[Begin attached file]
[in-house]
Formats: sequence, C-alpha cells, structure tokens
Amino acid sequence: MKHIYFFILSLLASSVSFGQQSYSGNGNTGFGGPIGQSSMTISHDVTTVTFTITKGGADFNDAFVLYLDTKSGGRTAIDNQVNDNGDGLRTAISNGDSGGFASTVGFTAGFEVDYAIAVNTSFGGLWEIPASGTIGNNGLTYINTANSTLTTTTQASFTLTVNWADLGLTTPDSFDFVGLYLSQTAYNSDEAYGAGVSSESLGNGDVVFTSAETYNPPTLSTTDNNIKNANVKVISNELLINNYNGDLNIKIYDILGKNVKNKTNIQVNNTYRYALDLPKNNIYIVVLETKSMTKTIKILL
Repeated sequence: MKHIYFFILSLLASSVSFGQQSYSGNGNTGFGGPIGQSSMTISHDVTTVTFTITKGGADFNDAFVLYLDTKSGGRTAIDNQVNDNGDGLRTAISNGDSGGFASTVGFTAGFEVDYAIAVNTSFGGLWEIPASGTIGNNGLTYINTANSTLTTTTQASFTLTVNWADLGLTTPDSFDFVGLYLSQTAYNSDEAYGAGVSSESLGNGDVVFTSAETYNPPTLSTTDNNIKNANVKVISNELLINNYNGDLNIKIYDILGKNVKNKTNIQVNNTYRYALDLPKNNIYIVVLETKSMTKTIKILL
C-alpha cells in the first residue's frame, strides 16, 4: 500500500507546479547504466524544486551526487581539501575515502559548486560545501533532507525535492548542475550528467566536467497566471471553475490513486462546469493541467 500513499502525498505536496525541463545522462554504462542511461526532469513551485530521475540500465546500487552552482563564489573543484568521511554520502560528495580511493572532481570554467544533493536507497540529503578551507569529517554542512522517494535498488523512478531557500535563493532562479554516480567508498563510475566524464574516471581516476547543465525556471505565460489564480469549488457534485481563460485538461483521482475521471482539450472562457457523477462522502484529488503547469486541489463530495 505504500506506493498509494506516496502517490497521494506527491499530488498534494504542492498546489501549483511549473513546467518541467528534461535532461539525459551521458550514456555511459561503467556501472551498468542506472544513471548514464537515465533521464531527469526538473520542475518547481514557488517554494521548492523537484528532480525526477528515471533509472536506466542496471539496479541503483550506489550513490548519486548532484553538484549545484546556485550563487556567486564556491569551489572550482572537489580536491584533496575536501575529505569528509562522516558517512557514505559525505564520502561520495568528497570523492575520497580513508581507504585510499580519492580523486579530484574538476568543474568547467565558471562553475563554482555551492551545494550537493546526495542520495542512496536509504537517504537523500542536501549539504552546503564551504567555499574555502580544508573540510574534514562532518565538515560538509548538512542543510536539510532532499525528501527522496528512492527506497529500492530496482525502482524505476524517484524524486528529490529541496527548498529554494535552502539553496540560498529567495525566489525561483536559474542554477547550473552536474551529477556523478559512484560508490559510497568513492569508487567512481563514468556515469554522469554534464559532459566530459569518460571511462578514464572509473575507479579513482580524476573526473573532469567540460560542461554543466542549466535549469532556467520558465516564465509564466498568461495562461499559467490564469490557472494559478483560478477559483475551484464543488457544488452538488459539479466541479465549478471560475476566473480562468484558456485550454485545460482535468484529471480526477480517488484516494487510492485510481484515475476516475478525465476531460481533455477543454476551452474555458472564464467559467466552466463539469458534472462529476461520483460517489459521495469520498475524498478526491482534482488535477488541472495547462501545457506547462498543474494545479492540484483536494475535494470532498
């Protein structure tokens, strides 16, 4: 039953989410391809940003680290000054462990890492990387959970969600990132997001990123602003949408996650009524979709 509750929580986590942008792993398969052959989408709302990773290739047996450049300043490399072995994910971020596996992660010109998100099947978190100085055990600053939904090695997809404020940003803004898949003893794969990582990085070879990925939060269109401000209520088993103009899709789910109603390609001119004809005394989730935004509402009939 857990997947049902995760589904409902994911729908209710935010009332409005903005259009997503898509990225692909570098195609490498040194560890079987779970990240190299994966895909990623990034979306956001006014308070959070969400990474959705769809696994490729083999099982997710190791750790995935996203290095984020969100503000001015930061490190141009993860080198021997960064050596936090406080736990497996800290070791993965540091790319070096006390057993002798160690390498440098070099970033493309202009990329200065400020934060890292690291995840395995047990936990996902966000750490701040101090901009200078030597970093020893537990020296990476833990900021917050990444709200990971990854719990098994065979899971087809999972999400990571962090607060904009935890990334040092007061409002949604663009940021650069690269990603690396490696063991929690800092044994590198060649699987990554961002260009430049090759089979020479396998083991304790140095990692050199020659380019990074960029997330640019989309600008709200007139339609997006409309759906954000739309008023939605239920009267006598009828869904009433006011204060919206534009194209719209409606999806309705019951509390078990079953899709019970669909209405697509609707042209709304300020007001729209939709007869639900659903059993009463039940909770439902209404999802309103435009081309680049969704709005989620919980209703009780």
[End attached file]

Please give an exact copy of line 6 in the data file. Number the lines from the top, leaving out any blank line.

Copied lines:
């Protein structure tokens, strides 16, 4: 039953989410391809940003680290000054462990890492990387959970969600990132997001990123602003949408996650009524979709 509750929580986590942008792993398969052959989408709302990773290739047996450049300043490399072995994910971020596996992660010109998100099947978190100085055990600053939904090695997809404020940003803004898949003893794969990582990085070879990925939060269109401000209520088993103009899709789910109603390609001119004809005394989730935004509402009939 857990997947049902995760589904409902994911729908209710935010009332409005903005259009997503898509990225692909570098195609490498040194560890079987779970990240190299994966895909990623990034979306956001006014308070959070969400990474959705769809696994490729083999099982997710190791750790995935996203290095984020969100503000001015930061490190141009993860080198021997960064050596936090406080736990497996800290070791993965540091790319070096006390057993002798160690390498440098070099970033493309202009990329200065400020934060890292690291995840395995047990936990996902966000750490701040101090901009200078030597970093020893537990020296990476833990900021917050990444709200990971990854719990098994065979899971087809999972999400990571962090607060904009935890990334040092007061409002949604663009940021650069690269990603690396490696063991929690800092044994590198060649699987990554961002260009430049090759089979020479396998083991304790140095990692050199020659380019990074960029997330640019989309600008709200007139339609997006409309759906954000739309008023939605239920009267006598009828869904009433006011204060919206534009194209719209409606999806309705019951509390078990079953899709019970669909209405697509609707042209709304300020007001729209939709007869639900659903059993009463039940909770439902209404999802309103435009081309680049969704709005989620919980209703009780």